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CORI reform is needed

Andrea J. Cabral | 2/23/2010, 7:35 a.m.

CORI reform is needed

The Massachusetts Legislature will soon vote on Gov. Deval Patrick’s crime bill that contains provisions for much needed reform of the laws and procedures that govern criminal offender record information (CORI).

Since 2002, I have served as Sheriff of Suffolk County. Before that, I was a prosecutor for nearly 16 years.  Access to appropriate and accurate information about an individual’s criminal record is essential to the hiring decisions many employers must make every day.  Reform of the CORI law will provide them the tools to make those decisions fairly.  

Having worked with hundreds of crime victims, I know the exorbitant costs of crime on communities and residents throughout the Commonwealth. Perpetrators must be held accountable for their behavior. Reform of the current CORI law does not diminish that accountability.

A vote in its favor will not prevent judges from imposing punishment, nor will such a vote diminish the fact of incarceration or have any impact on the type of facility to which an offender is sentenced.  Far from being “soft on crime” a vote to reform the current CORI law is a smart, responsible way to deal with exploding numbers of currently unemployable low-risk and non-violent offenders who are draining the system of revenues desperately needed for local aid, education, health care and human services.

CORI reform will not benefit repeat offenders, especially those with violent criminal histories, nor diminish, in any way, law enforcement or court access to criminal offender record information.

Consider the numbers, costs of incarceration and the consequences of recidivism in Suffolk County alone. Our average daily population of inmates and pre-trial detainees is 2,500 with nearly 300 additional pre-trial detainees awaiting trial in state prisons across the Commonwealth.  Between 250 and 300 inmates are released each month on parole or because they have fully completed their sentences.

Ninety-five percent of the inmate population lives within five miles of the House of Correction and returns immediately to Suffolk County communities upon release.

If they re-offend, the new offense will likely be committed within Suffolk County, within a year of release and result in an even lengthier sentence of incarceration upon conviction.  It costs approximately $42,000 to incarcerate one inmate for a year.  

Through our re-entry programs, we have been able to build male and female inmates’ educational, life and job skills and help them secure employment with employers willing to hire applicants with criminal histories. In Suffolk County, we estimate that those who have been employed save the Commonwealth over $2,000,000 a year by paying taxes, reduced dependence on public assistance and by not being re-incarcerated.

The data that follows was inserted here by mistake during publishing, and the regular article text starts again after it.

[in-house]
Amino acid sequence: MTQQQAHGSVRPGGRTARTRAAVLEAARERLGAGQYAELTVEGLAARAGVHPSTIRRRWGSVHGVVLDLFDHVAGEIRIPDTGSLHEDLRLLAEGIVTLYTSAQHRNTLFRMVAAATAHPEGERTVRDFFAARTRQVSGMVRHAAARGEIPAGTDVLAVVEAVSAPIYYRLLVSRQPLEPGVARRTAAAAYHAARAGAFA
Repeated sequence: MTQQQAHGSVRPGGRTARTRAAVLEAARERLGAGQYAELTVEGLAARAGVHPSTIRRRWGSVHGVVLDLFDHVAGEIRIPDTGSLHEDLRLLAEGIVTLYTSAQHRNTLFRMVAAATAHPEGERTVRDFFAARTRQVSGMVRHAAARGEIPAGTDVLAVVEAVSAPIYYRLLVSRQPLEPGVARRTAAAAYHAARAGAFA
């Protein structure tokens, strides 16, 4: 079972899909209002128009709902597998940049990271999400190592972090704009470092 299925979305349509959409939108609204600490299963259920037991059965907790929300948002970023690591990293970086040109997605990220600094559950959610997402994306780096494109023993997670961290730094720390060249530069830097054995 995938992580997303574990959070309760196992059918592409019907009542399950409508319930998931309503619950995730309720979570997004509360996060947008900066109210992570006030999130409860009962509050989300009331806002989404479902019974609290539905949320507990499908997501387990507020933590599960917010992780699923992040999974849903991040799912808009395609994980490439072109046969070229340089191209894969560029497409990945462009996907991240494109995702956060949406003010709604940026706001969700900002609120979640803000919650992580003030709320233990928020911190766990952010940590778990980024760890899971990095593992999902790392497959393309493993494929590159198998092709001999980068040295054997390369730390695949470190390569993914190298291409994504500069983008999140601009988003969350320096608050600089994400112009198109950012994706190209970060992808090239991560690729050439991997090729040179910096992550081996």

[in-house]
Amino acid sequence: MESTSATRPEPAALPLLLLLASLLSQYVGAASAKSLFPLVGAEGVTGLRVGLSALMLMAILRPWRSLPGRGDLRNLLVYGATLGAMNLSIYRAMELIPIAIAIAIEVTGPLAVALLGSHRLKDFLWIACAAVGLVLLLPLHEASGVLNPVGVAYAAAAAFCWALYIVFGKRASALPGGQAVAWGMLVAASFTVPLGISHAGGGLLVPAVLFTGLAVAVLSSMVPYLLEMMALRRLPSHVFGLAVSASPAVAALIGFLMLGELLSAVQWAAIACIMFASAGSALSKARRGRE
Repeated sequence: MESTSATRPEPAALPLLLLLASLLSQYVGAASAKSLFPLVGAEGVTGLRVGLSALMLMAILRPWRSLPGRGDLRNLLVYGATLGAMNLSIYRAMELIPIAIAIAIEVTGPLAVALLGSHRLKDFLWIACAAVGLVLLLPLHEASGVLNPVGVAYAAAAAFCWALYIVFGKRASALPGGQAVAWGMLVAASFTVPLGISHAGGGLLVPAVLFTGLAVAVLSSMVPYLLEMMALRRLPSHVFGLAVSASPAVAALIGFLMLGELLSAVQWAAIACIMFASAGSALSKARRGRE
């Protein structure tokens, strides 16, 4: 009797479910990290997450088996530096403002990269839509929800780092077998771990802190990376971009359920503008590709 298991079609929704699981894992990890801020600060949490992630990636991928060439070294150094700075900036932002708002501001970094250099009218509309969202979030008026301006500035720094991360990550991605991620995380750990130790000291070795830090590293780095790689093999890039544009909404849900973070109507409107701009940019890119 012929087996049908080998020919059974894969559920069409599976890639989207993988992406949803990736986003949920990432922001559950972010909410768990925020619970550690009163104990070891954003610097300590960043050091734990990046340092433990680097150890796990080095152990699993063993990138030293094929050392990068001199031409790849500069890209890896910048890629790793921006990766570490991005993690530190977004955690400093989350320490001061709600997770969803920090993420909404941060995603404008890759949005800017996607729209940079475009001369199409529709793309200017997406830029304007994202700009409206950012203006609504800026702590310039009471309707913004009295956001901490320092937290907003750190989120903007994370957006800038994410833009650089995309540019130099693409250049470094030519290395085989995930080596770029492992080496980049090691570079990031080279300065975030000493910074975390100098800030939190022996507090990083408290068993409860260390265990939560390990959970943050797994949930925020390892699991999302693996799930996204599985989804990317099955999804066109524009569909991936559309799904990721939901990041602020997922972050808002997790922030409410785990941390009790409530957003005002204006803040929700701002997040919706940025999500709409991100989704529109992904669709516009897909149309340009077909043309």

Unfortunately, we do not have the resources to provide these programs to every inmate who wants to work toward a better life. As a practical matter, we cannot afford to wait until we’ve spent $42,000 a year before we deal directly with employers who can provide a way to keep offenders from falling back into criminal behavior as a way to survive.  

The impact of CORI goes well beyond those that are incarcerated. A majority of those convicted of crimes in Massachusetts never see the inside of a correctional facility — 63% of the 52,000 people convicted in 2004 were not sentenced to any term of imprisonment — yet all of them have a criminal record history that will nearly always influence whether they will even be considered for a job or a better job than the one they have.

Finally, reform of the CORI law will increase revenue to the Commonwealth in another way. As it is now, employers pay private data-mining companies to provide criminal history information for applicants. The data provided by these companies is often incomplete and inaccurate because there is no regulation or checks and balances on the information they provide.

Under the CORI Reform bill, the state will educate employers on how to properly interpret criminal history data and will charge employers a reduced rate for obtaining accurate and relevant information. The revenue generated from these payments is estimated to be between $20 and $30 million a year.

The current CORI law is unnecessarily restrictive.  It prevents appropriate access to stable employment and housing for ex-offenders and effectively eliminates their prospects for long-term success. It isn’t “tough on crime” and it doesn’t make us safer. If we don’t reform it, we will keep paying the monstrous costs of crime and incarceration until they overwhelm us.

Andrea J. Cabral is the Sheriff of Suffolk County.